This was the theatre space for Stirrings Still, Beckett's last prose piece. Doesn't look like the usual for a thespian venue, does it? We were picked up by a bus just outside the castle in Enniskillen for a 45 minute journey to a secret location. Isn't it astonishing how anything secret, even when you're grown up, is more enticing than something you know about?
Off we went, following Lower Lough Erne towards Enniskillen, watching the clock to see were we close, trying to guess where we were going. At least that's what I was doing. Was it going to be Belleek? No. The bus passed the pottery factory and out the other side, passing through a bit of the Republic on the way. It's years since I was there on the boat. Looks pretty much the same.
The signposts were telling us we were on our way back to Enniskillen by the time we turned off, the bus squeezing through great stone gateposts into the grounds of Castle Caldwell. The building in the photo is right beside the jetty where we'd stopped a couple of times on the boat.
Up the stairs into the chill of the derelict building. Actor Ian McIlhinney was sitting in a room within the room, playing the part of a man watching himself rise and go. His pre-recorded voice read Beckett's words. It was extraordinarily moving and very cold. Thank goodness I'd gone in my usual state of over-preparedness for the Irish summer.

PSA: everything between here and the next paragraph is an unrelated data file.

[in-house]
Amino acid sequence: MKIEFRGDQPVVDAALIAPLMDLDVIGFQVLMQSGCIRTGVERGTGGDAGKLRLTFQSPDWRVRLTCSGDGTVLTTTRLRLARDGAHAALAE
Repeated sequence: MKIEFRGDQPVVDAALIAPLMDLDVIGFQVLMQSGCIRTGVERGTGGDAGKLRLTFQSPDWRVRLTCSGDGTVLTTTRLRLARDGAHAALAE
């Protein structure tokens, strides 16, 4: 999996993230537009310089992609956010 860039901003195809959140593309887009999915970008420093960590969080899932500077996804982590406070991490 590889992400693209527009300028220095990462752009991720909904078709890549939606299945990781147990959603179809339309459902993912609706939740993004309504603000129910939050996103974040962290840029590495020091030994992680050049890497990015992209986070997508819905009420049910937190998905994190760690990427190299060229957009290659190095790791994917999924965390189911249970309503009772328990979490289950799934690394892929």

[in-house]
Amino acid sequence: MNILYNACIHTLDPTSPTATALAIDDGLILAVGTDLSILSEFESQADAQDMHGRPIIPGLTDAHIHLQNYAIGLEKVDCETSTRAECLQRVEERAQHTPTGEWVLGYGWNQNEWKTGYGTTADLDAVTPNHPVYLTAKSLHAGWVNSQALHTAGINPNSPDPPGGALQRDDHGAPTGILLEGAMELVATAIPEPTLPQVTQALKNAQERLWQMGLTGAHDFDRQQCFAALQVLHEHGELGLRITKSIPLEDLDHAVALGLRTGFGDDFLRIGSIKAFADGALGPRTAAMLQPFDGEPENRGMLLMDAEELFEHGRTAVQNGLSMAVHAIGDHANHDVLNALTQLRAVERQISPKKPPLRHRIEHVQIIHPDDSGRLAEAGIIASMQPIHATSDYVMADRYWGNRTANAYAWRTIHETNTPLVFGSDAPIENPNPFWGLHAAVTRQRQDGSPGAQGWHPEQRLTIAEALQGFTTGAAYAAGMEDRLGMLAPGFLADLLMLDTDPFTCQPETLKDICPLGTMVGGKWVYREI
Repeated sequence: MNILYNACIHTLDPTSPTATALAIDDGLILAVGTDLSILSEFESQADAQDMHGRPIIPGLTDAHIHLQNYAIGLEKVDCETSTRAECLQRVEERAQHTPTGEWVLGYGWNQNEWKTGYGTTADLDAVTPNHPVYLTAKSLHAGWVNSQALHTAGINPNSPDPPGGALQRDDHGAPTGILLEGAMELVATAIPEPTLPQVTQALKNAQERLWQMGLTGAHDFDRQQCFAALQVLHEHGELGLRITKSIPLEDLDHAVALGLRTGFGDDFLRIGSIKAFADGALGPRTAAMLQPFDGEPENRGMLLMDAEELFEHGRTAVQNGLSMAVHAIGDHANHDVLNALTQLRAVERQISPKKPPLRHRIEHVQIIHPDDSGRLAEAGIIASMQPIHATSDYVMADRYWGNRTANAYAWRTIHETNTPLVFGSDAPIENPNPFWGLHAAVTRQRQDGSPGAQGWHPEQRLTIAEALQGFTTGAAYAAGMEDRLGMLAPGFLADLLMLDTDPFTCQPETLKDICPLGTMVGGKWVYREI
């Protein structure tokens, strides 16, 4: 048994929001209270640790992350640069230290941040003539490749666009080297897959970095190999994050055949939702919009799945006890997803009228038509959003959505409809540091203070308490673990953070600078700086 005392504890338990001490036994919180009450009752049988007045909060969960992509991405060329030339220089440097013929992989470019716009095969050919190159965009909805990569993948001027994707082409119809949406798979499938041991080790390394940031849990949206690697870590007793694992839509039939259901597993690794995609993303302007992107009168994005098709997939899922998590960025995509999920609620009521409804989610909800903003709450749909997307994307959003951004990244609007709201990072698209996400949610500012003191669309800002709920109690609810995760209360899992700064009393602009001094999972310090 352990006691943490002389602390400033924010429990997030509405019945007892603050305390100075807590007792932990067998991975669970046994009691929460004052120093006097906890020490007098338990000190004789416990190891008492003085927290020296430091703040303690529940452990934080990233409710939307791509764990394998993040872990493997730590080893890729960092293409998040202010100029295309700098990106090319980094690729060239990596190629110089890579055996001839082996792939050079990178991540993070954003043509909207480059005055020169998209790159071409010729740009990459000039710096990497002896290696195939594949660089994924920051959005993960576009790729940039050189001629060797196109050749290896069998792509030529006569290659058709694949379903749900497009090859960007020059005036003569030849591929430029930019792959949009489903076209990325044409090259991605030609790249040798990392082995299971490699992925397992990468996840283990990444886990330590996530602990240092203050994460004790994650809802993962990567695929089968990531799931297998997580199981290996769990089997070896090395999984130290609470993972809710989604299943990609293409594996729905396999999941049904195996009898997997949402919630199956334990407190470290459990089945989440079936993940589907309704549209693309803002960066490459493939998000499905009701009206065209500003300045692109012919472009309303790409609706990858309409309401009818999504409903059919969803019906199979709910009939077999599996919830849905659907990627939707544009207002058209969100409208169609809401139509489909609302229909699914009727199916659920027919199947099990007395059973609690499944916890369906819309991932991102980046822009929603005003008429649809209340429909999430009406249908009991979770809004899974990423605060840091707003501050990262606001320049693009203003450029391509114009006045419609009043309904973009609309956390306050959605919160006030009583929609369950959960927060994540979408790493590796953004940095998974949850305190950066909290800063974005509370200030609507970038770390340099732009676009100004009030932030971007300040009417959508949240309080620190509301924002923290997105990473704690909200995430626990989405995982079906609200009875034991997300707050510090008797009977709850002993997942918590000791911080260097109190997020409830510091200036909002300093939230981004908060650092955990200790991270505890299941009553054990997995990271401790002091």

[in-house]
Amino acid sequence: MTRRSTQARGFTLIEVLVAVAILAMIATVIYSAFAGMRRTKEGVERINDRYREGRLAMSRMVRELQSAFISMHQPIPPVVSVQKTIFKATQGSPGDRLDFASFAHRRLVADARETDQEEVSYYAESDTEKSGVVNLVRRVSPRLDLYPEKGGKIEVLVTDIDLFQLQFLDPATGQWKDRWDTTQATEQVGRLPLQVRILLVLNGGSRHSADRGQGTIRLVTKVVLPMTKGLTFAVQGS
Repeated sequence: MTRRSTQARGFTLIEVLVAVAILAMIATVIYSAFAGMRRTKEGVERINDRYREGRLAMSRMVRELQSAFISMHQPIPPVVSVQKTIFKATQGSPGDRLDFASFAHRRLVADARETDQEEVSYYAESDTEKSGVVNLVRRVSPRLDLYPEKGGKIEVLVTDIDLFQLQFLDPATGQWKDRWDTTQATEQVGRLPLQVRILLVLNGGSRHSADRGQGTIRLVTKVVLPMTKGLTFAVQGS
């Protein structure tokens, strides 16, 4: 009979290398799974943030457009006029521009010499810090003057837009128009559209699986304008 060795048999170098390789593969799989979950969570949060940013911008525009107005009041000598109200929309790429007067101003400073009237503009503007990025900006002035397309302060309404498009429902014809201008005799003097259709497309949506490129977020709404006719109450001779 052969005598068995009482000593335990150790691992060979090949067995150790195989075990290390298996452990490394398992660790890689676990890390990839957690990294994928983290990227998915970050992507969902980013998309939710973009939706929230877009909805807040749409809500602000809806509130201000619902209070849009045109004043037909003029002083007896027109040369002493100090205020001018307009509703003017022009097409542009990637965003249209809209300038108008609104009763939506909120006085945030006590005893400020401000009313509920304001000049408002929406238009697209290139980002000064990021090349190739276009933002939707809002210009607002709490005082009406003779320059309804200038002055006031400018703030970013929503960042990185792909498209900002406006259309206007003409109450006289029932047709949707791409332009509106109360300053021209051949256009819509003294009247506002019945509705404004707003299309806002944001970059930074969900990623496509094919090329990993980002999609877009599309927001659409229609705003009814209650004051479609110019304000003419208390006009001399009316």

Our last day in Enniskillen. We'd spent the night on the jetties at the Ardhowen Theatre where there was a contemporary dance event (weird and wonderful). We trolled off to the Round O in the rain, needing to hook up to electricity to charge the phones (inverter caput). As we sat there in the now driving rain and many-miles-an-hour winds, we noticed the bandstand in the park beside the Round O. Here it is:
The cars form a protective barrier against the weather, the one facing us with the boot up. The people in blue are the brass band. You have to hand it to them. No audience, vile vile weather, and still they turn up for duty.
It finally stopped raining as we came into Carrybridge. We'd already decided the only thing to do in such weather would be go to the hotel for dinner. They do a mighty steak and chips, and a sublime panna cotta for desert.
Next day we paused in the tranquility of Trial Bay and played a few tunes. Warmth. No wind. Sunshine.
And back to Mountshannon. Weather wild again, but at least it had warmed up a bit. People were daring themselves as the waves jumped onto the pathways.
This week it's been trad. The Feakle Festival is on and we're off playing tunes in the pubs.
Back to the boat next week.